Reading Reflection: Microcelebrity

Today the term ‘microcelebrity’ is an interesting concept indeed as the line between microcelebrity and genuine celebrity becomes increasingly blurred as Vine stars are invited to the Oscars and Youtube vloggers get major book deals. When does a person stop being a microcelebrity and start being just a celebrity.

I think the concept of microcelebrities is interesting but I don’t know if I agree that everyone is one. I for one do not count myself as one, except perhaps on one social media platform. I do however, think that everyone behaves like a microcelebrity. I myself have become a master of manipulating the selfie, using angles that flatter myself, using a number of clever tricks with Instagram filters even though my profile pictures on Facebook rarely get more than 2 likes, if any, the same for Instagram.

While praise on Instagram and Facebook may be lacklustre there is also dating apps, however, and this is where these tricks come in handy. On Tinder I put a lot of effort into impression management as this app has shallowness written into its very design; Tinder is a lot like pitching a film really, you have a small window (6 photos and a 250 characters) with which to convince someone to approve you or be rejected.

As Alice Marwick’s article I tweet honestly, I tweet passionately describes microcelebrities must take feedback from their audience (followers) and use this to alter their online image and behaviour to elicit a positive response. I do this on Tinder by carefully curating my profile to include the best photos of me and the best one first to make a good first impression, in fact this kind of impression management is so key to Tinder that a feature has implemented called “smart photos” which analyses which of your photos is the most attractive to other users and place that photo as your top photo to maximise matches.

Marwick’s article describes the phenomenon of context collapse, the way that social media platforms like Twitter flatten multiple audiences into one and how microcelebrities must strategically use their posts to target multiple groups at once. I think this phenomenon is part of the reason I’m not really a fan of twitter, I like to behave authentically on social media, but I also like to have control over who can see my authentic self, this is why I enjoy Facebook’s privacy settings which allow me to hide certain statuses (for example a vulgar joke) from family members for instance.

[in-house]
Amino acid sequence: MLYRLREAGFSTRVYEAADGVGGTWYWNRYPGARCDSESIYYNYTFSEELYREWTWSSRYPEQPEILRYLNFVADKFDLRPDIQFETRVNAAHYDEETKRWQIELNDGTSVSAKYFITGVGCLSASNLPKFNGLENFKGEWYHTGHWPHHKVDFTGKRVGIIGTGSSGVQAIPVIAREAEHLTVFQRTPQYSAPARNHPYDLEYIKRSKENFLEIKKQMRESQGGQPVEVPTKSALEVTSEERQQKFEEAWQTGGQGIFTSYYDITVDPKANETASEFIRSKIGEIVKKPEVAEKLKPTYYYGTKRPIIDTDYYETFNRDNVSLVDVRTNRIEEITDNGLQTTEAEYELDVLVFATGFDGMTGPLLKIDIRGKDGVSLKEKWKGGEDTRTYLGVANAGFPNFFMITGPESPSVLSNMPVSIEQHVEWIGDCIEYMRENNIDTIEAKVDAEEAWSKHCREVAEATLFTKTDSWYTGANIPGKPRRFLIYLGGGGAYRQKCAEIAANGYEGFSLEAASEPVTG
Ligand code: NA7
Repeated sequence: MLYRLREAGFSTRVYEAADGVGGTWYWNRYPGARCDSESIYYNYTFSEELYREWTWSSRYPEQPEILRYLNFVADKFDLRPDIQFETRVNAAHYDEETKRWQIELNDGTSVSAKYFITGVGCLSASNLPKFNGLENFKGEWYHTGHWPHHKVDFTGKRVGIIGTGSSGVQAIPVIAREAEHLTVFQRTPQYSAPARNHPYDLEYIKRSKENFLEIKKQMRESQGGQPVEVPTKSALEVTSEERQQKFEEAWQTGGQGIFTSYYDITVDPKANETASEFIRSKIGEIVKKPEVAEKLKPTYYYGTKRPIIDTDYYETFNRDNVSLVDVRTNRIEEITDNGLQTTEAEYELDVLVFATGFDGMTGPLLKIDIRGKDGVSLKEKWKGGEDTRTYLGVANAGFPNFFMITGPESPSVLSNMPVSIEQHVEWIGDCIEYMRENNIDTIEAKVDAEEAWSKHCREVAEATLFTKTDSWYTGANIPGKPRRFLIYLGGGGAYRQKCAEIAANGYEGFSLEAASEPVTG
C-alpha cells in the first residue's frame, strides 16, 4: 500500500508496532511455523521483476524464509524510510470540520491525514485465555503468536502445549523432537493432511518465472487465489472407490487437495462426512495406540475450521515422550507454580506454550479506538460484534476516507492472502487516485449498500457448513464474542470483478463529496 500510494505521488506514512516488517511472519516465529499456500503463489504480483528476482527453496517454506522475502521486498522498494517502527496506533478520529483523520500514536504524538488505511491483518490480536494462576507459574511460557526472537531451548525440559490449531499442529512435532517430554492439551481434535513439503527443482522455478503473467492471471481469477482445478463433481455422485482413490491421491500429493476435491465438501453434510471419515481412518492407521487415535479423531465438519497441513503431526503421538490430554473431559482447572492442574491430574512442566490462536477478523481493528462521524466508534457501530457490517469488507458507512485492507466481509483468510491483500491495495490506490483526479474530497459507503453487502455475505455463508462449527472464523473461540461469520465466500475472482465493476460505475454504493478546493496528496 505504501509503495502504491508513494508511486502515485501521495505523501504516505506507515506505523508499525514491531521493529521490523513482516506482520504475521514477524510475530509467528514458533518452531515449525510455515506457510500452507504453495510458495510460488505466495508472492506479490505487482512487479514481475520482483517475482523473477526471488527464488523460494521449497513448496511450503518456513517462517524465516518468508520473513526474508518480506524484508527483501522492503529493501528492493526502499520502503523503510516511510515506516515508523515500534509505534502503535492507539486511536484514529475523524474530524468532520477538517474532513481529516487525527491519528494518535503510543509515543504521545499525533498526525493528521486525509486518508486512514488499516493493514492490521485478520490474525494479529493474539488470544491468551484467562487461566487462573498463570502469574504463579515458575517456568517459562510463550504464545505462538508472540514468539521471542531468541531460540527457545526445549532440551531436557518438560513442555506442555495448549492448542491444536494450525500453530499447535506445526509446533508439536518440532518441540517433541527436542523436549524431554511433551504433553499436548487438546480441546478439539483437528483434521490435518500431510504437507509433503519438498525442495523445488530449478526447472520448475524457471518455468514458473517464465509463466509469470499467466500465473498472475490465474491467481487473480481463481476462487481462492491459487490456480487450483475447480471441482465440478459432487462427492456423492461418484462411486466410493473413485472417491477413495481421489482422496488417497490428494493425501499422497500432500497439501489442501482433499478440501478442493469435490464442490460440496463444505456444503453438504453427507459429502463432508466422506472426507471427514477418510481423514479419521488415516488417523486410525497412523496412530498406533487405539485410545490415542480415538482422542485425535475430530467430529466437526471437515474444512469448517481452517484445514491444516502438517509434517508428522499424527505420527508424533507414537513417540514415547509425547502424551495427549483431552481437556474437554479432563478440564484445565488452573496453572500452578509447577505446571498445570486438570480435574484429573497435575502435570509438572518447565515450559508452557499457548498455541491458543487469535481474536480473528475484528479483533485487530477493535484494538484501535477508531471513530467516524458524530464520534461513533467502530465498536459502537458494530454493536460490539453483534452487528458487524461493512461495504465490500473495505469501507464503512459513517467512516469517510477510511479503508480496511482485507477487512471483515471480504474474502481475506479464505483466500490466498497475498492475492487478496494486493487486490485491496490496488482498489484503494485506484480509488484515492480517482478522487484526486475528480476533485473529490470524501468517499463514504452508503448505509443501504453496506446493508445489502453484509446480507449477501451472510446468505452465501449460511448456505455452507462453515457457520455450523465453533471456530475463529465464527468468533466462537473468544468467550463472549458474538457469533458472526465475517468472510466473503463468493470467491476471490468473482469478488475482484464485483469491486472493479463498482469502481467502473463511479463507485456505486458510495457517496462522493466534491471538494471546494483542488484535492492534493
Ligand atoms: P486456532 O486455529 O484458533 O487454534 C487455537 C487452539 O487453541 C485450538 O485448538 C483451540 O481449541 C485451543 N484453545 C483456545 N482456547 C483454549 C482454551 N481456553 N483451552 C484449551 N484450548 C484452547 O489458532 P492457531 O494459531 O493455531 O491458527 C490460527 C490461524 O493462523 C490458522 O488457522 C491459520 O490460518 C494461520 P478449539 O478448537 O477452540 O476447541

The article also describes how users with fewer followers tended to see their accounts as more personal, whereas those with more followers saw them as professional; I actually find the lack of response I get on sites like Facebook quite freeing, as it allows me to unapologetically say whatever I want knowing that there’s basically no chance it will ever leave my own timeline and even there very few people will see it, although I am in the habit of deleting certain statuses after time has passed; Even users with few followers are aware of the long term dangers of leaving controversial content on a social media account for potential employers to see.

Getting back to what I stated earlier, I do not believe everyone is a microcelebrity, because online followers or friends do not equate to devoted fans like celebrities have; for a time  recently I had over 700 Facebook friends recently, mostly friends of friends or acquaintances, and they treated me as a stranger. No one was eagerly awaiting my next status or profile picture so calling me a celebrity in any form would be inaccurate.

Something I found interesting is that Marwick describes how social media users write to an imagined audience, like a novelist does, as unlike a speaker they cannot physically see their audience, they cannot gauge their emotion. However, technology and language have developed recently to make the connection between user and the audience of their posts more similar to a speaker than a novelist; on Facebook rather than simply being able to “like” a post, which was always emotionally ambiguous (does liking a sad post mean you are showing support or enjoying the person’s pain?), you are now able to “react” to a post, with a selection of cartoon faces representing different emotions.

This allows users to more easily gauge their audience’s emotional reaction to their content, and this development comes from the rise in popularity of emojis in recent years, text/picture symbols popularised by the iPhone; today emojis can be used to convey complex emotion that is often difficult to describe. To paraphrase the idiom “an emoji is worth 1000 words”.

Andrew Sheller is a Media Production student at Coventry University. You can see more content from Andrew at their Facebook page through this link.

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